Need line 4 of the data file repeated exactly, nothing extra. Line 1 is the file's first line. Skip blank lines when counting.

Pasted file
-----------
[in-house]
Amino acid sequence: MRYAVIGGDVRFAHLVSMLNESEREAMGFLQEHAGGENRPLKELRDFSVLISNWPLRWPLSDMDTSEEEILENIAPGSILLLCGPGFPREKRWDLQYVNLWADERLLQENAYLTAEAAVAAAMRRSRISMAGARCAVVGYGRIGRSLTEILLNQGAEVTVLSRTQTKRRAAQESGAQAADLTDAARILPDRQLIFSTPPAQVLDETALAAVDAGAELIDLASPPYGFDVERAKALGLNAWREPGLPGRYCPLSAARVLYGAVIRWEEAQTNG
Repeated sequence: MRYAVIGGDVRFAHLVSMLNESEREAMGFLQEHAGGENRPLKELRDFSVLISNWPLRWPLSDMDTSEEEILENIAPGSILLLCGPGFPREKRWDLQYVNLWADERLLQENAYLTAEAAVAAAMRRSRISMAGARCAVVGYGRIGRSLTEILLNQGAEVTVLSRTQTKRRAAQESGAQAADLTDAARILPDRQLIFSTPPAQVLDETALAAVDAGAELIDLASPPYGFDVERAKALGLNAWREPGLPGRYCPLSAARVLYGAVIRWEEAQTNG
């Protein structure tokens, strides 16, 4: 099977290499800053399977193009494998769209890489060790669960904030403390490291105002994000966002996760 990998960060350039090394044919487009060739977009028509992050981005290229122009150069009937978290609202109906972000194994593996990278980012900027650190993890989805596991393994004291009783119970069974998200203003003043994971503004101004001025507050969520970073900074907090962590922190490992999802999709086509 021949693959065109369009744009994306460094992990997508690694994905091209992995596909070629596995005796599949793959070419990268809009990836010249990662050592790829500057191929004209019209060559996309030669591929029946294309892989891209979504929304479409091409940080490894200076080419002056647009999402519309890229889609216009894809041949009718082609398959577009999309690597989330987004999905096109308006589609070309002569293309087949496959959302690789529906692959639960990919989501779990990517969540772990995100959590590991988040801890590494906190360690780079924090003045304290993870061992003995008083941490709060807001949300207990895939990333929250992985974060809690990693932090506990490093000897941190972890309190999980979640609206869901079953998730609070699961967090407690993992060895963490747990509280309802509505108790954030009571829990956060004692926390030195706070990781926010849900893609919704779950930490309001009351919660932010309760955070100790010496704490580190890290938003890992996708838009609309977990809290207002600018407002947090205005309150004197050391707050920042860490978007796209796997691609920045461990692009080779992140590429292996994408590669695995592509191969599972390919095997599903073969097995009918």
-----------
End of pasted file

């Protein structure tokens, strides 16, 4: 099977290499800053399977193009494998769209890489060790669960904030403390490291105002994000966002996760 990998960060350039090394044919487009060739977009028509992050981005290229122009150069009937978290609202109906972000194994593996990278980012900027650190993890989805596991393994004291009783119970069974998200203003003043994971503004101004001025507050969520970073900074907090962590922190490992999802999709086509 021949693959065109369009744009994306460094992990997508690694994905091209992995596909070629596995005796599949793959070419990268809009990836010249990662050592790829500057191929004209019209060559996309030669591929029946294309892989891209979504929304479409091409940080490894200076080419002056647009999402519309890229889609216009894809041949009718082609398959577009999309690597989330987004999905096109308006589609070309002569293309087949496959959302690789529906692959639960990919989501779990990517969540772990995100959590590991988040801890590494906190360690780079924090003045304290993870061992003995008083941490709060807001949300207990895939990333929250992985974060809690990693932090506990490093000897941190972890309190999980979640609206869901079953998730609070699961967090407690993992060895963490747990509280309802509505108790954030009571829990956060004692926390030195706070990781926010849900893609919704779950930490309001009351919660932010309760955070100790010496704490580190890290938003890992996708838009609309977990809290207002600018407002947090205005309150004197050391707050920042860490978007796209796997691609920045461990692009080779992140590429292996994408590669695995592509191969599972390919095997599903073969097995009918």